Posts Tagged ‘beta readers’

Waiting on Other People (It’s Not Your Fault)

Oh, Squiders. Don’t you wish that you could do everything in a vacuum and never have to rely on other people? Sometimes I do. Sometimes I don’t. Sometimes I eat copious amounts of ice cream, which doesn’t really help anything, but is excellent at the time.

I have three different works out to beta readers at the moment. The first is my high fantasy trilogy. Yes, the one I sent out last April. I also have the first of my potential nonfic series out to a few people, and my YA paranormal novel to a few as well. I think the nonfic book has been out since mid-February, and the YA paranormal has only been out for a few weeks.

(For a definition of beta readers go here. For notes on dealing with beta readers, go here or here.)

The issue with having other people read your story is the doubt that creeps in as time goes on. This is especially evident when you have a reader who is so excited to read your book, so you send it to them, eagerly awaiting their comments, but then the deadline comes and goes, and there’s nothing. No word from your beta. In fact, they seem to be avoiding you. You start to become desperate. Have they started the book? Have they finished it and it was so terrible they can’t even bear to tell you?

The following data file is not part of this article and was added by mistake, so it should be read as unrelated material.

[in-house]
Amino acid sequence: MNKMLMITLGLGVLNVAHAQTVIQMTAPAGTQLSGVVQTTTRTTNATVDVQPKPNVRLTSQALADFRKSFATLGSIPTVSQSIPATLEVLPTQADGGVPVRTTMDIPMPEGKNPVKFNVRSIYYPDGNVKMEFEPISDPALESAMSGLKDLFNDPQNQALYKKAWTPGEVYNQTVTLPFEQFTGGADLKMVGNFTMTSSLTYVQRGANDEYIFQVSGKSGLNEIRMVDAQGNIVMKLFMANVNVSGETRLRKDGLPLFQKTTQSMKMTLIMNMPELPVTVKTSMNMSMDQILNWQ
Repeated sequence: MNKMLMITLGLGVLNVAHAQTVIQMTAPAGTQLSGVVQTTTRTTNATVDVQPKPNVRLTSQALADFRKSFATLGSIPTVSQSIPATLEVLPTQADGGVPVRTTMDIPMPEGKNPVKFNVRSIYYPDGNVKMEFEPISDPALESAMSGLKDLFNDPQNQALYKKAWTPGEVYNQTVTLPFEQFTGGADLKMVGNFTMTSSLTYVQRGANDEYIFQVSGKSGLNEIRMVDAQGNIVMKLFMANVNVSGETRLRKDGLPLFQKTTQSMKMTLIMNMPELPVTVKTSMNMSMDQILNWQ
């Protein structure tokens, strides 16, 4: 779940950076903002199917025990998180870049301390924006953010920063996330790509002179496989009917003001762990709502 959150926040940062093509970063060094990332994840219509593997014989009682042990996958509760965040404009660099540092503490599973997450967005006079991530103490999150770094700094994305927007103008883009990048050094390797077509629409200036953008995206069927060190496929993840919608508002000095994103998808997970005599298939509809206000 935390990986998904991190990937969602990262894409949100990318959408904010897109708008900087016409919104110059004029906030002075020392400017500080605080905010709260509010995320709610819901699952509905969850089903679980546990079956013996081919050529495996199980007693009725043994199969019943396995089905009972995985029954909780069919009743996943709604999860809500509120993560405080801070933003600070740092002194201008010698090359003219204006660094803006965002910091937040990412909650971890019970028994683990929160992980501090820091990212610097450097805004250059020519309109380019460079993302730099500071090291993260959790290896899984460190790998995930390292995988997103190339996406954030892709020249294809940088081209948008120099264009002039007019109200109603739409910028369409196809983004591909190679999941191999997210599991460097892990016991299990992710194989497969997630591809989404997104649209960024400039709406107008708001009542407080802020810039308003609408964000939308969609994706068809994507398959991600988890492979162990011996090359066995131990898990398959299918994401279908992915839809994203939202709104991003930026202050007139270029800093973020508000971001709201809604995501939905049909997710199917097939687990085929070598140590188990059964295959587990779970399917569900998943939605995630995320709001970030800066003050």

That’s got to be the reason, right? Why would someone be so excited and then not answer your emails after? You’re a terrible writer, a hack, you should just give the whole thing up now, before you embarrass yourself and bring dishonor to both you and your cow.

This feeling can be compounded if this is one of your first stories.

Well, Squiders, luckily, in 95% of cases, it’s not you. It’s not your writing. It’s your beta.